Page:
5. Identifying Metrics

In the 1920s, the great British mathematician G. H. Hardy paid a call on his ailing protégé, the self-taught prodigy Srinivasa Ramanujan. En route to Ramanujan’s home in Putney, London, he noted the number of the cab: 1729. On his arrival, he noted to Ramanujan that the number “seemed to me rather a dull one, and that I hoped it was not an unfavorable omen” for Ramanujan’s health. But the Indian mathematician—still seen as one of the world’s greatest mathematical geniuses today—countered instantly that the number had immense significance. “It is the smallest number expressible as the sum of two cubes in different ways.”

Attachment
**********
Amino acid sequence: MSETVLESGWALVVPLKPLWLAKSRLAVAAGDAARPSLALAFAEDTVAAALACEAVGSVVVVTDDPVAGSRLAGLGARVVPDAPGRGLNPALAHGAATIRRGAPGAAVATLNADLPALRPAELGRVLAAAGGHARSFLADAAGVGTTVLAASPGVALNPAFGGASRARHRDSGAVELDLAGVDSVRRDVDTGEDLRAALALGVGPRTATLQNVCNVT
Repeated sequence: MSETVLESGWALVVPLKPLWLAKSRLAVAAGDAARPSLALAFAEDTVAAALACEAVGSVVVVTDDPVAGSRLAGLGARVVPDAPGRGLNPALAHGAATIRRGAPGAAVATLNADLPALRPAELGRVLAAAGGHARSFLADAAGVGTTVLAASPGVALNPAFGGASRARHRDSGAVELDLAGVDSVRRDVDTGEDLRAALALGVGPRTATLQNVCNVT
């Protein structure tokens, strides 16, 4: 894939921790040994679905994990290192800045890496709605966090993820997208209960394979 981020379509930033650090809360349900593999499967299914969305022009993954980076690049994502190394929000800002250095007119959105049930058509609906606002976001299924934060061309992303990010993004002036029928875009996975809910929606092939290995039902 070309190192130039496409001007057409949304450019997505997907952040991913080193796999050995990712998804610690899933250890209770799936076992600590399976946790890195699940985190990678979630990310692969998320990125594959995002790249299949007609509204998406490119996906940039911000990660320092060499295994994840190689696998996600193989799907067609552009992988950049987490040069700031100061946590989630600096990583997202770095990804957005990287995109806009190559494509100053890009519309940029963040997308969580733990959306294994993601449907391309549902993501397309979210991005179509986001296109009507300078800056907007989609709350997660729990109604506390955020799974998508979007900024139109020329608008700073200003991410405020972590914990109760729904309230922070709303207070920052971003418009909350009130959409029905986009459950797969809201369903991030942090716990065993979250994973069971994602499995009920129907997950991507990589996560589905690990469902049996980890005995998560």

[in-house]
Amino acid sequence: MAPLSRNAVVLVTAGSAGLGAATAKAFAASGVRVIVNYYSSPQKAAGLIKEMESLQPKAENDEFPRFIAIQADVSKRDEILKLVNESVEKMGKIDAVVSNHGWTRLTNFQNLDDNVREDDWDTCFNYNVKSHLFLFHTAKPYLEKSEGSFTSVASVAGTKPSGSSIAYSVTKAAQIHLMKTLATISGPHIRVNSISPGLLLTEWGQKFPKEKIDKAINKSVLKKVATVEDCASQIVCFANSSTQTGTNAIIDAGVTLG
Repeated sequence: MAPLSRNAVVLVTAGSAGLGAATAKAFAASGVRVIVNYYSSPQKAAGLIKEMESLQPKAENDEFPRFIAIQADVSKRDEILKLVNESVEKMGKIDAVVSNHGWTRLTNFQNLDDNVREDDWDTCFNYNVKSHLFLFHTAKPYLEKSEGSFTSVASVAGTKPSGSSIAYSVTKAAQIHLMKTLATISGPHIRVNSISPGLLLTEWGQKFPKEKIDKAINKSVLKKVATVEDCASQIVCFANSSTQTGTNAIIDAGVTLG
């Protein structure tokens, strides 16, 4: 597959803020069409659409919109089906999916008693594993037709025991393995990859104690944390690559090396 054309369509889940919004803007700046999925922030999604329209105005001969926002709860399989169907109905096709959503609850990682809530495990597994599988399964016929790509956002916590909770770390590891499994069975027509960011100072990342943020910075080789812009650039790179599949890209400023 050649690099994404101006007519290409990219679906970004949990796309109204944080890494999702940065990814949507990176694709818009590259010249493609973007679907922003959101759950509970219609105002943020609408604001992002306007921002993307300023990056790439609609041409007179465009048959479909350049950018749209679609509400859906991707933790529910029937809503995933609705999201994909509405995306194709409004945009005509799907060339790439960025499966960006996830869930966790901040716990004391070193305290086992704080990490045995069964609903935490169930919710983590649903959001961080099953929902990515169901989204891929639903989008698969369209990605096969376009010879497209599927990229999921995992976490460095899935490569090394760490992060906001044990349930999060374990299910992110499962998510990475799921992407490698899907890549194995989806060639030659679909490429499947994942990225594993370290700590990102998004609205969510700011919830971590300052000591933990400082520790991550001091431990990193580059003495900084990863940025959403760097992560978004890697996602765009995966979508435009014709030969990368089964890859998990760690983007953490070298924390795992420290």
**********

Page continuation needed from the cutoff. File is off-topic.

A few fortunate souls find numbers as easy to understand and manipulate as a high-school graduate finds ...

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